The Outrage: A picture paints a thousand words, even if the picture’s made up of words, too…
But Then: This confirms everything I’ve said about the man as an actor. He can’t even act like he could mount a rescue if his life depended on it. It may take “gutz” to be a Gutierrez, but you also need to be rich to be Richard, because nobody would rescue your ass after a botched and douchey (bouchey?) rescue attempt like that if you weren’t some kind of celebrity. Lucky him.
The Controversy: Just last year, Vice Ganda made a fat joke and a rape joke, in rapid succession, about Jessica Soho.
The Outrage: Jessica Soho deflected most of the issue by making it clear that more than her, it was the fact that Vice made a rape joke that made fun of the victim, but that didn’t stop the internet from lynching Vice over it, no matter how many times he tried apologizing to the esteemed reporter over the issue.
But Then: If we’re angry about making fun of rape victims, how does that make it okay to respond in kind with homophobia hurled in Vice’s direction? Apparently, people can’t even keep a high horse while still acting so sanctimonious!
How to get a high horse: feed it grass.
The Controversy: During an Eraserheads reunion concert, while singing “Toyang,” front man Ely Buendia passed the mic to Tim Yap so he could sing along. Tim promptly betrayed his lack of knowledge of the band by shouting out “PEN PEN PEN!” like a troglodyte because he clearly had no idea what the lyrics were. What. A. Poser.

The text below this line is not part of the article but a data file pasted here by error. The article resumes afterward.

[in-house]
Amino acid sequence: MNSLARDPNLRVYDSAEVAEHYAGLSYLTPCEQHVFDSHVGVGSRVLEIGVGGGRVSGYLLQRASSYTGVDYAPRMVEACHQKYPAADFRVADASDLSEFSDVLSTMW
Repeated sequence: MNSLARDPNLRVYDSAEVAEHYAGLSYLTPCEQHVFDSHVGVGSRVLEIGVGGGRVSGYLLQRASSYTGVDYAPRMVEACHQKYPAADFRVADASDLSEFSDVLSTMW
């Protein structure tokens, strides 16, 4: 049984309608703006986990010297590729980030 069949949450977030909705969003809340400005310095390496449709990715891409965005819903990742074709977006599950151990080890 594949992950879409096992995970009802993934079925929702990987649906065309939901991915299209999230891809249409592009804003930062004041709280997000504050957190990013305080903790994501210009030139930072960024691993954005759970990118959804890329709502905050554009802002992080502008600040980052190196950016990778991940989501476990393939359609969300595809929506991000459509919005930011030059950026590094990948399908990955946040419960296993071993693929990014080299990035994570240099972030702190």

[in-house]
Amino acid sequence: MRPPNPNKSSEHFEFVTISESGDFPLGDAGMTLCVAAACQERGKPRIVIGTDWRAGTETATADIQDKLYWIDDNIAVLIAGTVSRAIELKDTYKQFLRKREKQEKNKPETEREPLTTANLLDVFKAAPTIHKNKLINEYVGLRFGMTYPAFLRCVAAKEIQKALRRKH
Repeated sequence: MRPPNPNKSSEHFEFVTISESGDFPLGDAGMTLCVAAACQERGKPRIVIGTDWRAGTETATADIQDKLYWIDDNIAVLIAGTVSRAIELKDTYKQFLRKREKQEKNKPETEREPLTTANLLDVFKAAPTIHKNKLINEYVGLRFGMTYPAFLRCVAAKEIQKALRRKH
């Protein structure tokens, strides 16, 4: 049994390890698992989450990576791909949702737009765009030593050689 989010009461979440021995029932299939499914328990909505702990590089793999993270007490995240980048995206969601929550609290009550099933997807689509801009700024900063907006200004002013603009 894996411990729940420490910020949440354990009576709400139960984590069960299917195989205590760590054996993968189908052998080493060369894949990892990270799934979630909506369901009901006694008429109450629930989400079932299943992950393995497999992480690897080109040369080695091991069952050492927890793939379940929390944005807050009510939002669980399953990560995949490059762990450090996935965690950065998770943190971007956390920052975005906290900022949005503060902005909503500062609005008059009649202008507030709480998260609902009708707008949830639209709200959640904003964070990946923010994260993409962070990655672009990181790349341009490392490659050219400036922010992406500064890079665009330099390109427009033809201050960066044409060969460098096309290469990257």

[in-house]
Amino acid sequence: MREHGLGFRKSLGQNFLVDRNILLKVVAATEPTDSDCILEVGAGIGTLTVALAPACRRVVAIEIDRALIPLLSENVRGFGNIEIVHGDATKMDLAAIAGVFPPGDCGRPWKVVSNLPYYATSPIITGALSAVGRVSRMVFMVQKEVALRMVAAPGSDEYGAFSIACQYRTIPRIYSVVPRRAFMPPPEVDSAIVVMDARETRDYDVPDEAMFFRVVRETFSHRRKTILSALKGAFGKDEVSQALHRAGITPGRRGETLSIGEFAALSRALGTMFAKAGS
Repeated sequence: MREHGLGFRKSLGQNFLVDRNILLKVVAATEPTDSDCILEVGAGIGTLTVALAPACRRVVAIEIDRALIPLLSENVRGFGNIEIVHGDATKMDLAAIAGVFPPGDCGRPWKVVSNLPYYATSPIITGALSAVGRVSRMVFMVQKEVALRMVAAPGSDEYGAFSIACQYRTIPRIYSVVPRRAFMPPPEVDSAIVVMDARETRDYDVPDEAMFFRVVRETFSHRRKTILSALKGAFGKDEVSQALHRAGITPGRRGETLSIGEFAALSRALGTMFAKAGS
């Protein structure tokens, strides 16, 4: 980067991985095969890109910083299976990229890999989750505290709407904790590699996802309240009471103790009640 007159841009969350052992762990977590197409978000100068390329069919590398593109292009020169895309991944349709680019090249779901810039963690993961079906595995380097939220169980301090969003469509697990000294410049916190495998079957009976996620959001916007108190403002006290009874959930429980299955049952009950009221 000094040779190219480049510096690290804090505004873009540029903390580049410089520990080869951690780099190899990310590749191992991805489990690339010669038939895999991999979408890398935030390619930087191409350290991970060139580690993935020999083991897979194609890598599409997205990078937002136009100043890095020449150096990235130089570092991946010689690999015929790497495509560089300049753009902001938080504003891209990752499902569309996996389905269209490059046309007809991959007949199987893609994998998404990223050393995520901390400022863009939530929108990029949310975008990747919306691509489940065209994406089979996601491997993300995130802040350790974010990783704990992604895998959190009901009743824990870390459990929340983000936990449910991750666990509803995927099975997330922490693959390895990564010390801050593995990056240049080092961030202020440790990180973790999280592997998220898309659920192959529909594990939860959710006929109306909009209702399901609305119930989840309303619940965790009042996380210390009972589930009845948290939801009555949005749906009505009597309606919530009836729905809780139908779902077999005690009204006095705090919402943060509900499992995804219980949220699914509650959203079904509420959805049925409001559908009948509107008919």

Hi! This is how a real OPM rock fan looks like!
The Outrage: The blogs. The blogs. The blogs! The tweets were fun, but practically all the in-depth blog entries about the concert made it a point to tear Tim a new one somewhere in the narrative. Of course, the live chorus of boos he got on the spot helped, too.
But Then: But then nothing. How could you even possibly mangle the lyrics to “Toyang?!?” Sheesh.
The Controversy: Back in 2002, during the NU Rock Awards, Diether Ocampo, while presenting the Band of the Year honors, decided to get cheeky with the audience and shout out, “ang dami palang jologs dito!” Yeah, you can tell how that worked out for him, even after he acknowledged that he was just as jologs as everyone else.
”I’m totally just like you, guys!”
The Outrage: Violence erupted as people immediately started throwing water bottles and beer cans and God knows what else at Diether, and Ricky Kwek, Diether’s co-presenter/innocent bystander. People were riled up, exclaiming things like “jologs daw, mga pare,” and “t*ngina mo, Diether!” A number of audience members also reportedly waited for Diether after the show, hoping to get a piece of him.